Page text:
The Bunyip leapt off the desk and walked towards the two boys. His wide feet thumped against the thin worn carpet, his nails like cat claws scraping the occasional tuft out from underneath.
‘You,’ he pointed to Jack and then to Andy ‘are going to leave Bluey alone.’
Mick’s jaw dropped.
‘And you all can’t just sit back and laugh and think you have no part of it’ the Bunyip then waved his paw at the rest of the class as some of the other students clutched each other closer.
‘Or what?!’ Andy squeaked from behind Jack.
The Bunyip bared his teeth in a menacing grin and let out a guttural growl that shook the tables, chairs and windows.
‘Cheers Bunyip’ Mick thanked the beast, grinning at the rest of his classmates cowering in fear.
‘Don’t mention it, literally’ the Bunyip replied then disappeared outside through an open window.
The class scrambled from one end of the classroom to another, but the Bunyip had, for lack of better words, vanished into thin air. No trace of any of the bright orange stripes and shiny black fur in any of the trees out-skirting the playground.
‘What are you all doing out of your seats?.’
The entire class whipped their heads around in unison as their teacher stood with hands on his hips, completely oblivious to what had just happened.
‘Nothing sir’ Mick, Jack and Andy half-shouted back in reply.
The teacher took a step towards the windows to investigate and at the very same moment the first break of thunder rattled the small town. Now everyone was squealing, glueing their faces to the glass and hanging their heads out the window at the grey-green sky. As the thunder began to roll like a big drum the teacher gave up and shouted, ‘let’s go!’ to his class, as chairs and tables tumbled out of the way of the stampeding students.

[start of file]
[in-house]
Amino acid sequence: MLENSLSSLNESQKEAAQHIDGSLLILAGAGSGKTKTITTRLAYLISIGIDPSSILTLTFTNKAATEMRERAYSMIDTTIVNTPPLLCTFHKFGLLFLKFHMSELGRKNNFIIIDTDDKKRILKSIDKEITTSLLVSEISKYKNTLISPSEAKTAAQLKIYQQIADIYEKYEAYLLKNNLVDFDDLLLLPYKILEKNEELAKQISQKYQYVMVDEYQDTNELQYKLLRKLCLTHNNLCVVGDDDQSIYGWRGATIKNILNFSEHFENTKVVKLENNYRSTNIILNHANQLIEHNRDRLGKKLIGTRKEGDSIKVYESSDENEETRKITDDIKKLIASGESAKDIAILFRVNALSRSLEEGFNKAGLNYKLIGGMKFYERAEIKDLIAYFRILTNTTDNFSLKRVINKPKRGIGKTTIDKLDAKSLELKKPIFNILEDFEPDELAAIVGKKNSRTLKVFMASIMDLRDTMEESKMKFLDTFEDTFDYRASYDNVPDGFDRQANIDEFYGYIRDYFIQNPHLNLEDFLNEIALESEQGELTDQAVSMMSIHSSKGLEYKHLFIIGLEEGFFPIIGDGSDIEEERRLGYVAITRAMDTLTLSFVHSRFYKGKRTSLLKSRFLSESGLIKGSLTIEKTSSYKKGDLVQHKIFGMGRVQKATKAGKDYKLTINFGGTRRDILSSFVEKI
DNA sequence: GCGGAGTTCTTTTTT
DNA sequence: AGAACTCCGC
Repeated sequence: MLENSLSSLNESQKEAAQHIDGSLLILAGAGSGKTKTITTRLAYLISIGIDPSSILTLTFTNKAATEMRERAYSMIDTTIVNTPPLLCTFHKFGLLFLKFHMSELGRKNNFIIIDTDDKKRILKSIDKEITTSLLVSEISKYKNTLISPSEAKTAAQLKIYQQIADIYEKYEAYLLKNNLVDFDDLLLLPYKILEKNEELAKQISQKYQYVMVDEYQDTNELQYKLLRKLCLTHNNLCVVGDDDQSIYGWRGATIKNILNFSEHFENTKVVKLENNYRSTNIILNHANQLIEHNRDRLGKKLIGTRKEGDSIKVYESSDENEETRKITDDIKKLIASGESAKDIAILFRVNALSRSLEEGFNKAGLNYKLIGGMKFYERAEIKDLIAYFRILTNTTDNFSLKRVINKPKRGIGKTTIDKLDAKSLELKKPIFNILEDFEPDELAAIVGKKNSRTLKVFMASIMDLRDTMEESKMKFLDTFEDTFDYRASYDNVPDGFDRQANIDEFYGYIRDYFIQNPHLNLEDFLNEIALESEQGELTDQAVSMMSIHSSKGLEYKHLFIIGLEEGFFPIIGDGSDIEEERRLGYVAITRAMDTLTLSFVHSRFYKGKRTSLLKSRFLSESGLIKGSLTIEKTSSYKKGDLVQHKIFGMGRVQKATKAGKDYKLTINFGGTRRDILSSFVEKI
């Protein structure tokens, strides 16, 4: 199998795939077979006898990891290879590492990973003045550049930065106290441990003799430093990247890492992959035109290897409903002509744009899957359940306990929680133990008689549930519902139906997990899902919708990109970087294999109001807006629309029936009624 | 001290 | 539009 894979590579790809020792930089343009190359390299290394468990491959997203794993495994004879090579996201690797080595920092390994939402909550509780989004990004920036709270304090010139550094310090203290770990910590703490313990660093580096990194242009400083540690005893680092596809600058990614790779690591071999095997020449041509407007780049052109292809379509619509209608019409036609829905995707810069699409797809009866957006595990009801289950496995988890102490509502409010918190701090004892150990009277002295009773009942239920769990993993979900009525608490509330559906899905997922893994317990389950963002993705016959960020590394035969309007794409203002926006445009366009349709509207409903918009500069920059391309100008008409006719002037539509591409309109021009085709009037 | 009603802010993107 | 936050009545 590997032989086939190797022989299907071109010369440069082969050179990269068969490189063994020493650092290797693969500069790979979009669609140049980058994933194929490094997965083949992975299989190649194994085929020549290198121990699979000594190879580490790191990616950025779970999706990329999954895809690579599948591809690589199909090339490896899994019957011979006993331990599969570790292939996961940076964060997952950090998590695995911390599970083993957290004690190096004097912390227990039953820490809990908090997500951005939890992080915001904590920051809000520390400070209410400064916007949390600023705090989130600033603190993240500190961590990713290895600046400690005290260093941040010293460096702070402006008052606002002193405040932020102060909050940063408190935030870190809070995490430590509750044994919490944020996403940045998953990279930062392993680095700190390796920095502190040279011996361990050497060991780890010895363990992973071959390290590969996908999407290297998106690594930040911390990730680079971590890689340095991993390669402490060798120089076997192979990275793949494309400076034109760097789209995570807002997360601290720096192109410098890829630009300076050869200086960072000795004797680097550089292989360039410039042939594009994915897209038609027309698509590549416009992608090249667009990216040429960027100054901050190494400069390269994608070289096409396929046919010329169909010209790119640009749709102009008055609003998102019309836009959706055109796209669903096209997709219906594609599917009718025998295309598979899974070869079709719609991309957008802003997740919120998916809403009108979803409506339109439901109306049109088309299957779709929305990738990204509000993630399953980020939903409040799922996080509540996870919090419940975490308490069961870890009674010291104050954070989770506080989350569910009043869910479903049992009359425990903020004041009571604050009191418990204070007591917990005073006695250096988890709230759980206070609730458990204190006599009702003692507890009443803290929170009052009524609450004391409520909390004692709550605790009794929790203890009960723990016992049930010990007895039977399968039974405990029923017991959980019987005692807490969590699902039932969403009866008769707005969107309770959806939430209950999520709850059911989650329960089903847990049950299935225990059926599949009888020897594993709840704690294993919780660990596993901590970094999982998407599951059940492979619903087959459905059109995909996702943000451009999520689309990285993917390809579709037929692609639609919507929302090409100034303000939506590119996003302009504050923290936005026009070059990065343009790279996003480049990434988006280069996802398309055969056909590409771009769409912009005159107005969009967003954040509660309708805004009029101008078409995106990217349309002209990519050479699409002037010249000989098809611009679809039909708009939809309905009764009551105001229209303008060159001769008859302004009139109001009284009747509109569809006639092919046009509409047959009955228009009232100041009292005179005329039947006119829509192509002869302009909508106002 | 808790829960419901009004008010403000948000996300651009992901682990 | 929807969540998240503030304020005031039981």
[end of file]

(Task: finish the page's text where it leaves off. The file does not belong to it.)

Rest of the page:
The rest of the school was emptying into the playground, students and teachers alike holding out their hands under the now black sky. In all the chaos, Mick hadn’t noticed the year eleven boys raising their heads above the crowd to search for him.
‘There he is!’ one of them shouted.
Mick looked from side to side, arms outstretched, searching for an escape.
‘You want to go for round two, Bluey?.’
Just as Mick clenched his fists at his sides, ready to defend himself, lightning flashed across the horizon. Its electric white lit up against the sky as the school cheered and the first, big, fat drops of precious water slapped the dust on the ground at their feet.
Mick braced himself to face the others but when he looked back down they were gone. He glanced around in panic as the year eleven boys instead were embracing each other and dancing along in celebration with everyone else. It was as if they had completely forgotten about him. The hairs on the back of Mick’s neck began to raise as he turned and watched the Bunyip scurry back into the bush from the playground on all fours. The Bunyip turned, giving him a final look and a wink before disappearing again for good.
‘Thanks again’ the boy shouted back at the Bunyip, not even sure that it could hear him over the joyous raucous. Students began to grab handfuls of mud from the ground and slap it onto each other’s backs. Mick felt the mud’s cool wetness against his own as he turned to meet Jack and Andy’s grins.
‘Pretty weird pet you’ve got mate’ Jack said.
‘What did you call it again? A bunyip?’ Andy asked.
Mick grinned at the two, putting his hands on either one’s shoulders and said, ‘Let me tell you a story . . .’
Sue-Ella Bailey is currently a third year student studying a Bachelor of Arts with Secondary Education. She’s passionate about nurturing the storytellers of the future and giving teens a voice through their writing. Drawn to Australian historical fiction, you’ll mostly find her on a beach, writing a story at sunrise.